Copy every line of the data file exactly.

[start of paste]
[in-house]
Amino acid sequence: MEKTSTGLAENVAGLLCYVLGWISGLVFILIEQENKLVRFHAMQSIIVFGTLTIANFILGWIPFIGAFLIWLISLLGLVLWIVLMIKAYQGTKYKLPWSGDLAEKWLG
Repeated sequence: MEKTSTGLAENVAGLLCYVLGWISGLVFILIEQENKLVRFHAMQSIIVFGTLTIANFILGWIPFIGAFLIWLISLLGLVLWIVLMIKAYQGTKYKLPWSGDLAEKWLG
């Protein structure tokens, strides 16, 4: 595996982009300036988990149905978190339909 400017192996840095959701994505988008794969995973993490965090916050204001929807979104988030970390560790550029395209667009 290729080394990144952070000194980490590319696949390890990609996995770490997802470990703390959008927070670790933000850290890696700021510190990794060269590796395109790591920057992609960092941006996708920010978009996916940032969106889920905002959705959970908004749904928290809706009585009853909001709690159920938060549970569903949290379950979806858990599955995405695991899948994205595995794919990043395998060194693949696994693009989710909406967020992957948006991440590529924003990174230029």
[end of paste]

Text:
[in-house]
Amino acid sequence: MEKTSTGLAENVAGLLCYVLGWISGLVFILIEQENKLVRFHAMQSIIVFGTLTIANFILGWIPFIGAFLIWLISLLGLVLWIVLMIKAYQGTKYKLPWSGDLAEKWLG
Repeated sequence: MEKTSTGLAENVAGLLCYVLGWISGLVFILIEQENKLVRFHAMQSIIVFGTLTIANFILGWIPFIGAFLIWLISLLGLVLWIVLMIKAYQGTKYKLPWSGDLAEKWLG
């Protein structure tokens, strides 16, 4: 595996982009300036988990149905978190339909 400017192996840095959701994505988008794969995973993490965090916050204001929807979104988030970390560790550029395209667009 290729080394990144952070000194980490590319696949390890990609996995770490997802470990703390959008927070670790933000850290890696700021510190990794060269590796395109790591920057992609960092941006996708920010978009996916940032969106889920905002959705959970908004749904928290809706009585009853909001709690159920938060549970569903949290379950979806858990599955995405695991899948994205595995794919990043395998060194693949696994693009989710909406967020992957948006991440590529924003990174230029």